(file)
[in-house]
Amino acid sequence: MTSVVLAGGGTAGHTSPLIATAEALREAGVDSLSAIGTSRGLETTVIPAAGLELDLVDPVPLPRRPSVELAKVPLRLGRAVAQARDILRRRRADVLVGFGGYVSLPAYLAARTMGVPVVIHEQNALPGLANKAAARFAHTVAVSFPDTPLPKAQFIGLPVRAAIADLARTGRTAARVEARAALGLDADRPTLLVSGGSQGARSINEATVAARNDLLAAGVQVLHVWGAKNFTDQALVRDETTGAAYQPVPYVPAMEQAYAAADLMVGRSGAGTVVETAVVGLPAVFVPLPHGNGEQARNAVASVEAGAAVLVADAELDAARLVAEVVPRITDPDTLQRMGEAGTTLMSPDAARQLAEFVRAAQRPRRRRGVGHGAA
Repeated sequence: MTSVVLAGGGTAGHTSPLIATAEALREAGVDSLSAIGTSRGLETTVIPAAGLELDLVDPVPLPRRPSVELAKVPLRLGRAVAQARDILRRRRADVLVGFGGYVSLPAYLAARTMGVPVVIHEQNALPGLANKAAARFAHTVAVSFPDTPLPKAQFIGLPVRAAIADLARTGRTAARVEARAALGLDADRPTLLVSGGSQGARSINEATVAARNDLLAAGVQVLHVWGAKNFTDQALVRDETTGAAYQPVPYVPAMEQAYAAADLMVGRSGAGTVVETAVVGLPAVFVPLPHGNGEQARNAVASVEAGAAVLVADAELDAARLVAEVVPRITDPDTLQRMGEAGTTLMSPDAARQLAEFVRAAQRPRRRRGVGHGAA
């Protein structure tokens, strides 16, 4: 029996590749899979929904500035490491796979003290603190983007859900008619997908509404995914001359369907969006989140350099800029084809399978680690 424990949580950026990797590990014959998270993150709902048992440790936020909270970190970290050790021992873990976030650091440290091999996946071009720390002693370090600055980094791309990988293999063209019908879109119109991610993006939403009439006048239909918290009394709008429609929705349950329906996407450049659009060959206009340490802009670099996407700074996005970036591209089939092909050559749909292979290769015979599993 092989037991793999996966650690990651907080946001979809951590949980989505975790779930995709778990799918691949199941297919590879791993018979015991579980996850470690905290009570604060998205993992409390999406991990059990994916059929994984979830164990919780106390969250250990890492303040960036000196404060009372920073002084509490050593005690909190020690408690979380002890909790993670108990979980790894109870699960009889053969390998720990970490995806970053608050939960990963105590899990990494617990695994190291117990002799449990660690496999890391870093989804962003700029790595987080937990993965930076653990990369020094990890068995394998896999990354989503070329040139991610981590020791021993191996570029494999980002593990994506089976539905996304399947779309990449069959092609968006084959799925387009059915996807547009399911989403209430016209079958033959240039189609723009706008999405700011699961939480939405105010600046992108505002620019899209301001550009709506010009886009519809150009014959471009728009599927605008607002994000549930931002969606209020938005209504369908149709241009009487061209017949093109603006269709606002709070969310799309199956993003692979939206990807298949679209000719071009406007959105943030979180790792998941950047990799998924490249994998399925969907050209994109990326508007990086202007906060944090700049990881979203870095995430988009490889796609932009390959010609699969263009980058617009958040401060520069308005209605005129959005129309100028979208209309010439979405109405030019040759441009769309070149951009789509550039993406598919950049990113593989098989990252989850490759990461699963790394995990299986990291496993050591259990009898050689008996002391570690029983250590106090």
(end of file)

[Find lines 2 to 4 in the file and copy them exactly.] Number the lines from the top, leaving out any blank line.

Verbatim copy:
Amino acid sequence: MTSVVLAGGGTAGHTSPLIATAEALREAGVDSLSAIGTSRGLETTVIPAAGLELDLVDPVPLPRRPSVELAKVPLRLGRAVAQARDILRRRRADVLVGFGGYVSLPAYLAARTMGVPVVIHEQNALPGLANKAAARFAHTVAVSFPDTPLPKAQFIGLPVRAAIADLARTGRTAARVEARAALGLDADRPTLLVSGGSQGARSINEATVAARNDLLAAGVQVLHVWGAKNFTDQALVRDETTGAAYQPVPYVPAMEQAYAAADLMVGRSGAGTVVETAVVGLPAVFVPLPHGNGEQARNAVASVEAGAAVLVADAELDAARLVAEVVPRITDPDTLQRMGEAGTTLMSPDAARQLAEFVRAAQRPRRRRGVGHGAA
Repeated sequence: MTSVVLAGGGTAGHTSPLIATAEALREAGVDSLSAIGTSRGLETTVIPAAGLELDLVDPVPLPRRPSVELAKVPLRLGRAVAQARDILRRRRADVLVGFGGYVSLPAYLAARTMGVPVVIHEQNALPGLANKAAARFAHTVAVSFPDTPLPKAQFIGLPVRAAIADLARTGRTAARVEARAALGLDADRPTLLVSGGSQGARSINEATVAARNDLLAAGVQVLHVWGAKNFTDQALVRDETTGAAYQPVPYVPAMEQAYAAADLMVGRSGAGTVVETAVVGLPAVFVPLPHGNGEQARNAVASVEAGAAVLVADAELDAARLVAEVVPRITDPDTLQRMGEAGTTLMSPDAARQLAEFVRAAQRPRRRRGVGHGAA
């Protein structure tokens, strides 16, 4: 029996590749899979929904500035490491796979003290603190983007859900008619997908509404995914001359369907969006989140350099800029084809399978680690 424990949580950026990797590990014959998270993150709902048992440790936020909270970190970290050790021992873990976030650091440290091999996946071009720390002693370090600055980094791309990988293999063209019908879109119109991610993006939403009439006048239909918290009394709008429609929705349950329906996407450049659009060959206009340490802009670099996407700074996005970036591209089939092909050559749909292979290769015979599993 092989037991793999996966650690990651907080946001979809951590949980989505975790779930995709778990799918691949199941297919590879791993018979015991579980996850470690905290009570604060998205993992409390999406991990059990994916059929994984979830164990919780106390969250250990890492303040960036000196404060009372920073002084509490050593005690909190020690408690979380002890909790993670108990979980790894109870699960009889053969390998720990970490995806970053608050939960990963105590899990990494617990695994190291117990002799449990660690496999890391870093989804962003700029790595987080937990993965930076653990990369020094990890068995394998896999990354989503070329040139991610981590020791021993191996570029494999980002593990994506089976539905996304399947779309990449069959092609968006084959799925387009059915996807547009399911989403209430016209079958033959240039189609723009706008999405700011699961939480939405105010600046992108505002620019899209301001550009709506010009886009519809150009014959471009728009599927605008607002994000549930931002969606209020938005209504369908149709241009009487061209017949093109603006269709606002709070969310799309199956993003692979939206990807298949679209000719071009406007959105943030979180790792998941950047990799998924490249994998399925969907050209994109990326508007990086202007906060944090700049990881979203870095995430988009490889796609932009390959010609699969263009980058617009958040401060520069308005209605005129959005129309100028979208209309010439979405109405030019040759441009769309070149951009789509550039993406598919950049990113593989098989990252989850490759990461699963790394995990299986990291496993050591259990009898050689008996002391570690029983250590106090």